Who funds Eastern Maine Healthcare Systems EMMC Eastern Maine Medical Center (EMHS)

Grants from foundations and other nonprofits
Northern Light Health.General Support$6,585,350
Cystic Fibrosis FoundationCF Care Center$52,260
The Foundation for Excellence in Mental Health CareNutrition & Mental H$46,500
...and 6 more grants received

Personnel at EMHS

Donna Russell-CookSenior Vice President, Chief Operating Officer$789,337
Marc EdelmanSenior Vice President of Operations / Senior Vice President and Operation$352,345
Philippe MorissetteSenior Vice President Finance$301,652
Ali WorsterVice President of Human Resources , East Region / Vice President and Human Resources East Regi$0
Eric HafenerVice President and Compliance$0
...and 26 more key personnel

Financials for EMHS

RevenuesFYE 09/2020
Total grants, contributions, etc.$9,579,518
Program services$876,808,685
Investment income and dividends$3,232,071
Tax-exempt bond proceeds$0
Royalty revenue$0
Net rental income$304,760
Net gain from sale of non-inventory assets$386,862
Net income from fundraising events$0
Net income from gaming activities$0
Net income from sales of inventory$0
Miscellaneous revenues$50,519,388
Total revenues$940,831,284

Form 990s for EMHS

Fiscal year endingDate received by IRSFormPDF link
2020-092021-08-06990View PDF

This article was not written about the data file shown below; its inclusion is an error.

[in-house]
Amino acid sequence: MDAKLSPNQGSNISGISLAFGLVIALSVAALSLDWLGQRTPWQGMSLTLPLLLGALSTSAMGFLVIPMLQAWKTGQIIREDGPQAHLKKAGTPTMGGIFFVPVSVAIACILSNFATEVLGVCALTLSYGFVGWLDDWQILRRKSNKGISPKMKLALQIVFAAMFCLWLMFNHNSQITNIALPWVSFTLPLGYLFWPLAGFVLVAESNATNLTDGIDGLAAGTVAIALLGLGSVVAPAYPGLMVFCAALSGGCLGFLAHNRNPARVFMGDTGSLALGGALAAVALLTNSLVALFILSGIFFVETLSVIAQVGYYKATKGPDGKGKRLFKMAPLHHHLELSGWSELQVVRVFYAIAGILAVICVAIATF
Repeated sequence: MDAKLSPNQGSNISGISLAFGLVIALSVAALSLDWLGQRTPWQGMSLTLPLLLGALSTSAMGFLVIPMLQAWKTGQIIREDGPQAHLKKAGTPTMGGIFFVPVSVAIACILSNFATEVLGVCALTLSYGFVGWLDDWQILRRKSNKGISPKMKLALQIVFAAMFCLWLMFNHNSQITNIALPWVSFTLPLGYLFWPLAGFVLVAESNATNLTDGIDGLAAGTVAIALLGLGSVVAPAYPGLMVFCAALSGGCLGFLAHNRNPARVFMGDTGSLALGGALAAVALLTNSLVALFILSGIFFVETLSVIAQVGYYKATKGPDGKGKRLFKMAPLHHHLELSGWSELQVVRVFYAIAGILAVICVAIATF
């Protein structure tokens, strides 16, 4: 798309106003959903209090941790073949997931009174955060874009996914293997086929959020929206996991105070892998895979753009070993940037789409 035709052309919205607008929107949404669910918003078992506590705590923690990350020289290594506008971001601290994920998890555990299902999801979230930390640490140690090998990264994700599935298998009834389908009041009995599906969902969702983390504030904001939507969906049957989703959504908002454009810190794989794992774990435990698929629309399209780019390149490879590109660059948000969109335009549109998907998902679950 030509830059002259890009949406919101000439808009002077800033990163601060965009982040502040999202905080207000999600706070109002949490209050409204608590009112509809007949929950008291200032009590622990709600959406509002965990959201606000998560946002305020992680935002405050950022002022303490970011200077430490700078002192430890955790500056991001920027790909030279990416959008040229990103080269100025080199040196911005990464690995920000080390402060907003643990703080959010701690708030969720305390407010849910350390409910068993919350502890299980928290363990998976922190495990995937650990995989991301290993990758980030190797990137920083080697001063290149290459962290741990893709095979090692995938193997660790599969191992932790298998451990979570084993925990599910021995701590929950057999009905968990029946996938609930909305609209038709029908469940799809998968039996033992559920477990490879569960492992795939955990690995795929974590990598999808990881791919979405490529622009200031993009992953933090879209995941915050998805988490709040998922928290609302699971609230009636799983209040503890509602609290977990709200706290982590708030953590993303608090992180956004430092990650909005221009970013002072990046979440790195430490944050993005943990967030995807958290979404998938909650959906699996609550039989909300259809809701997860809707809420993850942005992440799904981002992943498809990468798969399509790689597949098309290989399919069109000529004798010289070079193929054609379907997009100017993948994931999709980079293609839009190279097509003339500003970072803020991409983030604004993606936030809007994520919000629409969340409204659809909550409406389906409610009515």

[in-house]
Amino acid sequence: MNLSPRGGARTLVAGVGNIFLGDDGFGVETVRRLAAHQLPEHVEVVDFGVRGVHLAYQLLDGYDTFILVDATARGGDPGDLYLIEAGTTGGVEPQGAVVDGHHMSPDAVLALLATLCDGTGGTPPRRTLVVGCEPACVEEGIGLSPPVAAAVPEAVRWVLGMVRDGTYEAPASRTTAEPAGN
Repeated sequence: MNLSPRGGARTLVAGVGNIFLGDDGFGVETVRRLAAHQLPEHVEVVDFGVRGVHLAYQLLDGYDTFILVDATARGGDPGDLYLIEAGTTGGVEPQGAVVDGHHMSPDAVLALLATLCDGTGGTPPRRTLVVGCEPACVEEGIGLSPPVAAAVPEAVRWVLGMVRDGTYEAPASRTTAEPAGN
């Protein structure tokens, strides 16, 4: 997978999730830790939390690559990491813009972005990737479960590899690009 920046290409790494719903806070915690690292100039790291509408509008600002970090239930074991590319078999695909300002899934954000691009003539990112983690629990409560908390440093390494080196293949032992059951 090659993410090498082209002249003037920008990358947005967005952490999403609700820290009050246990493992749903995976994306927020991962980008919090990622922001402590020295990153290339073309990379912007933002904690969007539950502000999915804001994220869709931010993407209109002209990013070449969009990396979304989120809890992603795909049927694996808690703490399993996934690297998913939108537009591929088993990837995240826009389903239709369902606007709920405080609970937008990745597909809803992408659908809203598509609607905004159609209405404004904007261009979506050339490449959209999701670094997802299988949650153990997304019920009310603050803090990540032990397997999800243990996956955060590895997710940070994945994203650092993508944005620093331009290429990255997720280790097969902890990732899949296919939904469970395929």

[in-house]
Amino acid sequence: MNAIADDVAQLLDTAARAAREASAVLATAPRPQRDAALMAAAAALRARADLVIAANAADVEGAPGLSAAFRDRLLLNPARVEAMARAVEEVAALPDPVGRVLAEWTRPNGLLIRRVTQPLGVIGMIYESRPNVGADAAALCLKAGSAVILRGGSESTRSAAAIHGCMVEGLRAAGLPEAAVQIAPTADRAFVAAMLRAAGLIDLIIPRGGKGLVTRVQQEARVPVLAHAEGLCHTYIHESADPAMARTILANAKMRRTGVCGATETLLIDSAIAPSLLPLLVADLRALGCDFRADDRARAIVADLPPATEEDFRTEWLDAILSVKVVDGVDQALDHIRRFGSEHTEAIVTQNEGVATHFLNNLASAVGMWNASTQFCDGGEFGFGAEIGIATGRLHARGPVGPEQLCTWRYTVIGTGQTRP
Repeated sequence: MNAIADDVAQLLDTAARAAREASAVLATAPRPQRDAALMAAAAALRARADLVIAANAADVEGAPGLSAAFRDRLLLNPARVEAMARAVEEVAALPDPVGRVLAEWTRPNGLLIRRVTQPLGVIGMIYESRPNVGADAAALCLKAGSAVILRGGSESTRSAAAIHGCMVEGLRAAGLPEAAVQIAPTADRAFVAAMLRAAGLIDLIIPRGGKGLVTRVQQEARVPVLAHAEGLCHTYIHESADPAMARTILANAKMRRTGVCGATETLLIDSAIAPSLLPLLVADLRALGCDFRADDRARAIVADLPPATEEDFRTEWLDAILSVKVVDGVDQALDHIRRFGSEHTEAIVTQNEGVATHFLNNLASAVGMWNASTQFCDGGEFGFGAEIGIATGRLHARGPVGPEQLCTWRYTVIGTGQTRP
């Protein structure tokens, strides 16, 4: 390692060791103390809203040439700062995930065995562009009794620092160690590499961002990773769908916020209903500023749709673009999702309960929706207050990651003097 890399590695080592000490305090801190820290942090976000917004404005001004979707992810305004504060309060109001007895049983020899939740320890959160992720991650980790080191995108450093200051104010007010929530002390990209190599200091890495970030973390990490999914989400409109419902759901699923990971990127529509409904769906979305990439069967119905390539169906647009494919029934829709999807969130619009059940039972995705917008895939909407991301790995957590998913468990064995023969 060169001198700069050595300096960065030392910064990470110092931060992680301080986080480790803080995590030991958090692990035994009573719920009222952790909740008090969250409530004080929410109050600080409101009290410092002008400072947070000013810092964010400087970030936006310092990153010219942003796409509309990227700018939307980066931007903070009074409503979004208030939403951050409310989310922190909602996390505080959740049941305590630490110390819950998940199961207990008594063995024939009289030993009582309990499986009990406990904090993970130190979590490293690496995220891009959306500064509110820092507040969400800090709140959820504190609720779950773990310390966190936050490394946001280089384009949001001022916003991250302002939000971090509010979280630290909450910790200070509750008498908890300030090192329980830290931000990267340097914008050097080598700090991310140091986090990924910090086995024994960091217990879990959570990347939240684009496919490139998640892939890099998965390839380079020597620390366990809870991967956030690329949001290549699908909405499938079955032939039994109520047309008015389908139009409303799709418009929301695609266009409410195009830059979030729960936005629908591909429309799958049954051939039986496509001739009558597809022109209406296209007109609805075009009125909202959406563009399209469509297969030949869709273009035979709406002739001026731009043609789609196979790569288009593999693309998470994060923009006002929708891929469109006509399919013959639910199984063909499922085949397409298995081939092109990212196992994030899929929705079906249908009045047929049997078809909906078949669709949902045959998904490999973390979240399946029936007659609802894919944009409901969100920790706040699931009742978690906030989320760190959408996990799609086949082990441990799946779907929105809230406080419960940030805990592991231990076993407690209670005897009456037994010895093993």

2019-092020-09-29990View PDF
2018-092019-11-01990View PDF
2017-092018-10-16990View PDF
2016-092017-10-30990View PDF
...and 7 more Form 990s
Data update history
July 28, 2022
Updated personnel
Identified 6 new personnel
July 2, 2022
Received grants
Identified 2 new grant, including a grant for $6,585,350 from Northern Light Health.
June 12, 2022
Posted financials
Added Form 990 for fiscal year 2020
June 2, 2022
Used new vendors
Identified 2 new vendors, including , and
October 2, 2021
Received grants
Identified 4 new grant, including a grant for $52,260 from Cystic Fibrosis Foundation
Nonprofit Types
HospitalsHealth organizationsChapter / child organizations
Funds one specific organizationLobbyingState / local levelReceives government fundingEndowed supportCommunity engagement / volunteeringTax deductible donations
General information
PO Box 404 489 State St
Bangor, ME 04401
Metro area
Bangor, ME
Penobscot County, ME
Website URL
(207) 973-5758
Facebook page
Twitter profile
IRS details
Fiscal year end
Taxreturn type
Form 990
Year formed
Eligible to receive tax-deductible contributions (Pub 78)
NTEE code, primary
E22: Hospital, General
NAICS code, primary
622: Hospitals
Parent/child status
Child within group exemption